The Owls will continue on a three-game homestand Wednesday at 7 p.m. against UCF.
UConn will stay on the road and play at Houston also on Wednesday.
VANCOUVER, British Columbia – Matt Read did not have to worry about being an NHL draft bust.
He did not impress scouts enough to be drafted at all while playing collegiate hockey at Bemidji State in Minnesota. Instead, the Flyers' winger had to make the NHL the hard way — as a free agent.
“Out of college, I signed with the Flyers and was just doing everything I could to get an opportunity to make the team,” Read, 30, recalled after the team’s morning skate before the Flyers take on the Vancouver Canucks.
His hard work and determination were rewarded here as he drew into the Flyers lineup for his 400th NHL career game.
“If you told me as a 12-year-old self I was playing 400 games in the NHL, I’d be pretty happy, obviously,” Read said. “I don’t have enough words to describe (what the accomplishment means.) Every day in the NHL is a blessing, I guess. You show up every day, work hard and have fun. As a kid, I wanted to be a professional hockey player, and I get to live it out everyday, which is amazing.”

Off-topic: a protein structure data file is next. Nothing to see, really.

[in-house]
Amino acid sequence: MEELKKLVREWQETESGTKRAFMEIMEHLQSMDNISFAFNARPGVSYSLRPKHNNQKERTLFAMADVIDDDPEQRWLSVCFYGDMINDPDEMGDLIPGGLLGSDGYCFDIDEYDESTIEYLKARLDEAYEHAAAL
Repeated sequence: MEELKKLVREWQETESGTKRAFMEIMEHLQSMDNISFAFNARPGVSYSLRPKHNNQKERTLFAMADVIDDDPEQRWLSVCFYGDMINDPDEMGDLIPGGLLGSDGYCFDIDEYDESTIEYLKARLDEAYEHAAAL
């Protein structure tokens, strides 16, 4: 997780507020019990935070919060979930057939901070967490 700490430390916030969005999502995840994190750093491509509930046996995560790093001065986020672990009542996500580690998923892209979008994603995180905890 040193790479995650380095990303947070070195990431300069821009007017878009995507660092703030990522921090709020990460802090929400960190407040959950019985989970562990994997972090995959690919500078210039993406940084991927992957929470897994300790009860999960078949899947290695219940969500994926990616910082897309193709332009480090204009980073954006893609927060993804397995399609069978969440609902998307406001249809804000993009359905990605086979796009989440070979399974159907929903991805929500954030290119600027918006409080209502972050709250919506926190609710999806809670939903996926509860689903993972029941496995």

Read originally signed as a free agent with the Flyers in 2011. Unlike many other NHLers, he has played his entire career with the same organization.
“The opportunity to play for the same team for six years is almost unheard of in the National Hockey League these days, so (I) take advantage of it and enjoy it,” Read said.
What has enabled him to stick?
“I don’t know,” he said. “I’m just showing up at the rink every day to work hard, have fun, be a team guy and do as much as I can to make this team better.”
Flyers coach Dave Hakstol said he has a “solid level of trust” in Read.
“There’s a lot of different pathways towards the NHL,” Hakstol said. “I think what you see in that guys that are able to hit a milestone like 400 is, there’s a level of dedication and consistency in terms of work habits to get there. Obviously, Matt has demonstrated those. It’s a hell of a milestone. (But) probably first and foremost on his mind, I would think, tonight is playing a good hockey game and helping our team.”